Abstract: HDACs (histone deacetylases) are considered to be among the most important enzymes that regulate gene expression in eukaryotic cells. In general, increased levels of histone acetylation are associated with increased transcriptional activity, whereas decreased levels are linked to repression of gene,expression. HDACs associate with a number of cellular oncogenes and tumour-suppressor genes, leading to an aberrant recruitment of HDAC activity, which results in changes of gene expression, impaired differentiation and excessive proliferation of tumour cells. Therefore HDAC inhibitors are efficient anti-proliferative agents in both in vitro and in vivo pre-clinical models of cancer, making them promising anticancer therapeutics. In the present paper, we present the results of a medium-throughput screening programme aiming at the identification of novel HDAC inhibitors using HDAH (HDAC-like amidohydrolase) from Bordetella or Alcaligenes strain FB188 as a model enzyme. Within a library of 3719 compounds, several new classes of HDAC inhibitor were identified. Among these hit compounds, there were also potent inhibitors of eukaryotic HDACs, as demonstrated by an increase in histone H4 acetylation, accompanied by a decrease in tumour cell metabolism in both SHEP neuroblastoma and T24 bladder carcinoma cells. In conclusion, screening of a compound library using FB188 HDAH as model enzyme identified several promising new lead structures for further development
    Type of Publication: Journal article published
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  • 10
    Keywords: RECEPTOR ; CELLS ; proliferation ; CELL ; IN-VIVO ; KINASE ; VIVO ; TOOL ; PROTEIN ; DIFFERENTIATION ; MOLECULES ; TRANSDUCTION ; ACTIVATION ; LIGAND ; DOMAIN ; BINDING ; DOWN-REGULATION ; GROWTH-FACTOR RECEPTOR ; PHOSPHORYLATION ; signal transduction ; SIGNAL ; MOLECULE ; FORM ; MUTANT ; hormone ; resistance ; DECREASE ; SIGNAL-TRANSDUCTION ; SURFACE ; DIMERIZATION ; ENDOPLASMIC-RETICULUM ; ERYTHROPOIETIN RECEPTOR ; TYROSINE PHOSPHORYLATION ; ER ; POTENT ; COMPARTMENTS ; MOTIF ; CELL-SURFACE EXPRESSION ; Janus kinase 2 ; PROTEIN-TYROSINE-PHOSPHATASE ; PTP1B ; PTP1B (protein tyrosine phosphatase 1B) 'substrate-trapping' mutant ; TYROSINE-PHOSPHORYLATION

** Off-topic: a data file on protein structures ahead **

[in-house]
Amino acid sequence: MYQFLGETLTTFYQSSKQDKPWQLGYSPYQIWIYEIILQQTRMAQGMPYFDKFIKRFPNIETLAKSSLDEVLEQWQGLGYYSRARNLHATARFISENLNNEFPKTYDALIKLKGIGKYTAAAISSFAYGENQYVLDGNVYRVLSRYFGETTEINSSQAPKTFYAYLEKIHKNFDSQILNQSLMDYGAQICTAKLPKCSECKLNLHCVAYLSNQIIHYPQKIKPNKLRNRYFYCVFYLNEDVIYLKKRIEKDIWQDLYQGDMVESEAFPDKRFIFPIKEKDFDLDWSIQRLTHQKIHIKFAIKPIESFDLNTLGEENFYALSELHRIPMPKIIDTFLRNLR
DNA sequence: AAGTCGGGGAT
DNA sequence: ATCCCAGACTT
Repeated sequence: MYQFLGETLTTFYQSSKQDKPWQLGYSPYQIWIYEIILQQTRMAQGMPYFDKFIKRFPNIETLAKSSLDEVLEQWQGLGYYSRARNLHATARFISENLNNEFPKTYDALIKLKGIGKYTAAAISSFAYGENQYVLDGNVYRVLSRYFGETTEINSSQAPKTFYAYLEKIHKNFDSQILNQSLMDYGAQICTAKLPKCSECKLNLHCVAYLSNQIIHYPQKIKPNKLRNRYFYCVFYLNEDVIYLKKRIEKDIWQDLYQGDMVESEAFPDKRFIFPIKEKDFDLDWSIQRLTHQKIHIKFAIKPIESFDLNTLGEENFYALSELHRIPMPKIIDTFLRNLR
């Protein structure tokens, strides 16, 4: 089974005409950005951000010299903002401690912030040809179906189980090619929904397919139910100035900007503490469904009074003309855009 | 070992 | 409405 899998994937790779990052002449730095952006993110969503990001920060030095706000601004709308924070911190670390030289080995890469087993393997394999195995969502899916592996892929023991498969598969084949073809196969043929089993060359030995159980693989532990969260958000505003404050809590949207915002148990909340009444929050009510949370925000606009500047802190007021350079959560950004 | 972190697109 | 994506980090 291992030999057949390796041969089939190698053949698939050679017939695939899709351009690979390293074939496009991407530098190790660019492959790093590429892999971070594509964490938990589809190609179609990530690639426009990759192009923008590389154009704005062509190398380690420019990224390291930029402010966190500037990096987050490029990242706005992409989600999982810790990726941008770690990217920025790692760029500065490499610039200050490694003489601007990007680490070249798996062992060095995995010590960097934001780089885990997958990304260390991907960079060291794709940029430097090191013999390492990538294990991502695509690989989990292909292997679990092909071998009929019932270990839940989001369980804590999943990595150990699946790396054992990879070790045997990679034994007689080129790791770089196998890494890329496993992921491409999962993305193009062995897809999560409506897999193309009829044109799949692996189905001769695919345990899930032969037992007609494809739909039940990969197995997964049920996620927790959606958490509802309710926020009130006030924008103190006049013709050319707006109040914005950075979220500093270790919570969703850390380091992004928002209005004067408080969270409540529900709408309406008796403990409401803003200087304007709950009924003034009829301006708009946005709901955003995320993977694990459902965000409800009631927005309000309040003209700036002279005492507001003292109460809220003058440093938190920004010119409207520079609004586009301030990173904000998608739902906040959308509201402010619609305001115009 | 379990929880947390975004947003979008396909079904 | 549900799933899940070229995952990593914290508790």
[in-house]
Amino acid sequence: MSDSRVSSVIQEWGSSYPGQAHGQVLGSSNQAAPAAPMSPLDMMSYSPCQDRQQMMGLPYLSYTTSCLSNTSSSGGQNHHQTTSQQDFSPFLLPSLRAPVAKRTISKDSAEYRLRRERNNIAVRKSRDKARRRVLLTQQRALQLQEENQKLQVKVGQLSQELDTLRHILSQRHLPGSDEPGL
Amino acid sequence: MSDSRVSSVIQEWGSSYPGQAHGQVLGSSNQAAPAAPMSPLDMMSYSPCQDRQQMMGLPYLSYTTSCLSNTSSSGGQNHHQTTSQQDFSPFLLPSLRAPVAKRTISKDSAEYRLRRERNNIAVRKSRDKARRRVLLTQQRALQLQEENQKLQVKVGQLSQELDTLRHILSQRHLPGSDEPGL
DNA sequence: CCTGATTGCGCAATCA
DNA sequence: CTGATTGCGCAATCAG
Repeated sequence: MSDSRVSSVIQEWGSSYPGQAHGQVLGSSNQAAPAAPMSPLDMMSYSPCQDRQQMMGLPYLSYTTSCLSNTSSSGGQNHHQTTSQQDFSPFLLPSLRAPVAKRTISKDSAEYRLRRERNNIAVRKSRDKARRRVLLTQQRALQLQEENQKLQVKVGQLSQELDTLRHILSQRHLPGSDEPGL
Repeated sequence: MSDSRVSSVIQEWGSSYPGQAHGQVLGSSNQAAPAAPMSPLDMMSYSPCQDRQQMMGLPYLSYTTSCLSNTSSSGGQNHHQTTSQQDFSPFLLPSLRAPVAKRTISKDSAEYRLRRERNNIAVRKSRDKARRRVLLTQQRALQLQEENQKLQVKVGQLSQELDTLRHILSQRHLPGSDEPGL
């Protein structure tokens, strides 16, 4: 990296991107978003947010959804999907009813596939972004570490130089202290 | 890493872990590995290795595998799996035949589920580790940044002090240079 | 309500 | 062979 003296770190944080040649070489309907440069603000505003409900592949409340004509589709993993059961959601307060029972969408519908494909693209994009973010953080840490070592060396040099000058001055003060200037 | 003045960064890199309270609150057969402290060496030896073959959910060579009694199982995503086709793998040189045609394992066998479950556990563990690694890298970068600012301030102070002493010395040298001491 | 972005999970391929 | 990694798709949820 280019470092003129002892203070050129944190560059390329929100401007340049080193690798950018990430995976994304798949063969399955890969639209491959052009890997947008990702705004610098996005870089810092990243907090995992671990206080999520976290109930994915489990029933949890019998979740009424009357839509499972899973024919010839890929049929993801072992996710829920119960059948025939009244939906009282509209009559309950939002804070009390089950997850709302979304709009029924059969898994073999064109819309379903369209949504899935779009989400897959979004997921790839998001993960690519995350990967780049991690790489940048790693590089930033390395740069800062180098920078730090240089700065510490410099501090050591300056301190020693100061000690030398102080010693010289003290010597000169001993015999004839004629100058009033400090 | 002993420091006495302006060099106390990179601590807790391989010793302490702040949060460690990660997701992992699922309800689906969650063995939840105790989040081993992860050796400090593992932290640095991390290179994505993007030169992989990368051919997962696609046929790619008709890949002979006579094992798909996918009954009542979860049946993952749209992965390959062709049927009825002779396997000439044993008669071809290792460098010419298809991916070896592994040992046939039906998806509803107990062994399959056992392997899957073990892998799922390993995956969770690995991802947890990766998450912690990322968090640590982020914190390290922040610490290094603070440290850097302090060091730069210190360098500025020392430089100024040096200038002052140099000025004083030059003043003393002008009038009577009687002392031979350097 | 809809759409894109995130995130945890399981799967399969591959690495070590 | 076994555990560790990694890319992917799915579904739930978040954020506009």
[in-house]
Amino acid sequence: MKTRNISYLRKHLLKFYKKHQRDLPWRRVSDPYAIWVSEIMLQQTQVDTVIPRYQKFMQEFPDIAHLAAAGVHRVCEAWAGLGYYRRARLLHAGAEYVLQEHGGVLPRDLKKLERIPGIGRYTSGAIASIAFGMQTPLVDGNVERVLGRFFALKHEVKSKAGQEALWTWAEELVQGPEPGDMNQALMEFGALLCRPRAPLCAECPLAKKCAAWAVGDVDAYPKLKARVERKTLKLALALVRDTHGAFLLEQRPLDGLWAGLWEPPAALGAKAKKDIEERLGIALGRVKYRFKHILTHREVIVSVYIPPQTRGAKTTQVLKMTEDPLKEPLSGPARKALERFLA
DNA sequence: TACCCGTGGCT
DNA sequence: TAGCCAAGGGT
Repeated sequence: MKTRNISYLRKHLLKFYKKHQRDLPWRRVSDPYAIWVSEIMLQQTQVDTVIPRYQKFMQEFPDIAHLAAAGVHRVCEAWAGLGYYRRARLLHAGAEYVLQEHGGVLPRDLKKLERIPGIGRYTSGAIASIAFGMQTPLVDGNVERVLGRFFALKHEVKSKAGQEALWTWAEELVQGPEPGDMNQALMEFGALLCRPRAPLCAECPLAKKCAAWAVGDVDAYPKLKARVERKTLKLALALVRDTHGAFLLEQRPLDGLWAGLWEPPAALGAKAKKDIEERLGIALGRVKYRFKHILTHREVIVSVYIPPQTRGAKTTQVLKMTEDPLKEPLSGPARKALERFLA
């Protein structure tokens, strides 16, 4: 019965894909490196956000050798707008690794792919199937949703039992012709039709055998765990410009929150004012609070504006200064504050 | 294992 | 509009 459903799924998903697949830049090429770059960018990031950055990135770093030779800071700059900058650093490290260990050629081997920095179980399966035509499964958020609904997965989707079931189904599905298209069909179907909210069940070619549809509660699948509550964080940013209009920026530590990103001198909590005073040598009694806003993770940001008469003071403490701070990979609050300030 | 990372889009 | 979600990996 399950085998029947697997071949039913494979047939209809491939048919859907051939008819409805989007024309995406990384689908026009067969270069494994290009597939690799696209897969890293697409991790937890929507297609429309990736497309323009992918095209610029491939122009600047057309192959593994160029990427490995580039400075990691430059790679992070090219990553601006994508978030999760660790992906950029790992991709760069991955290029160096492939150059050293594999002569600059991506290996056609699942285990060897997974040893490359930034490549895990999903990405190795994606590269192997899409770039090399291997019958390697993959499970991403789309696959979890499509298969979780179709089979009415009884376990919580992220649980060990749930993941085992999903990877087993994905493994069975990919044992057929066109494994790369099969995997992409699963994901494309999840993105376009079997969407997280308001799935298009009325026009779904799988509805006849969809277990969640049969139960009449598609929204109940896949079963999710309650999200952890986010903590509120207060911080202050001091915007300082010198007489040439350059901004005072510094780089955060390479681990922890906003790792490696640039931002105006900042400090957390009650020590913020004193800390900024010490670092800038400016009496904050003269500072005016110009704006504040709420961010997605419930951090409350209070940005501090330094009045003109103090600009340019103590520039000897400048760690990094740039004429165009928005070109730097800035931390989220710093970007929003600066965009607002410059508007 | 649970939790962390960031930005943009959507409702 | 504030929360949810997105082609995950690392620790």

Abstract: Erythropoietin (EPO) is the principal hormone regulating the proliferation of erythroid precursors and their differentiation into erythrocytes. Binding of ligand to the cell-surface EPO-R (EPO receptor) induces dimerization and JAK2 (Janus kinase 2)-mediated tyrosine phosphorylation of the receptor. Less than 1% of the EPO-Rs are displayed on the cell Surface; most of the receptor molecules are retained in intracellular compartments, including the ER (endoplasmic reticulum). Using pervanadate (PV) as a potent tool to inhibit cellular PTPs (protein tyrosine phosphatases), we demonstrated previously the accumulation of mature (endoglycosidase H-resistant) tyrosine-phosphorylated EPO-R [Cohen, Altaratz, Zick, Klingmuller and Neumann (1997) Biochem. J. 327, 391-397]. In the present study, we investigated the participation of the ER-associated PTP1B in the dephosphorylation of intracellular EPO-R. We demonstrate tyrosine phosphorylation of EPO-R in BOSC-23T cells co-expressing EPO-R and the 'substrate- trapping' mutant form of PTP1B, PTP1B D181A (referred to as PTP1BD). In vivo interaction between EPO-R and PTP1B suggested that PTP1B dephosphorylates the EPO-R intracellularly. Endoglycosidase H resistance of tyrosine-phosphorylated EPO-R in cells expressing PTP1BD suggested that mature EPO-R is dephosphorylated by PTP1B. Stimulation with EPO of cells co-expressing EPO-R and either PTP1BD or PTP1B resulted in an increase or decrease respectively in phosphotyrosine EPO-R. We thus suggest that PTP1B dephosphorylates EPO-stimulated EPO-R and participates in the downregulation cascade of EPO-mediated signal transduction
    Type of Publication: Journal article published
    PubMed ID: 14527337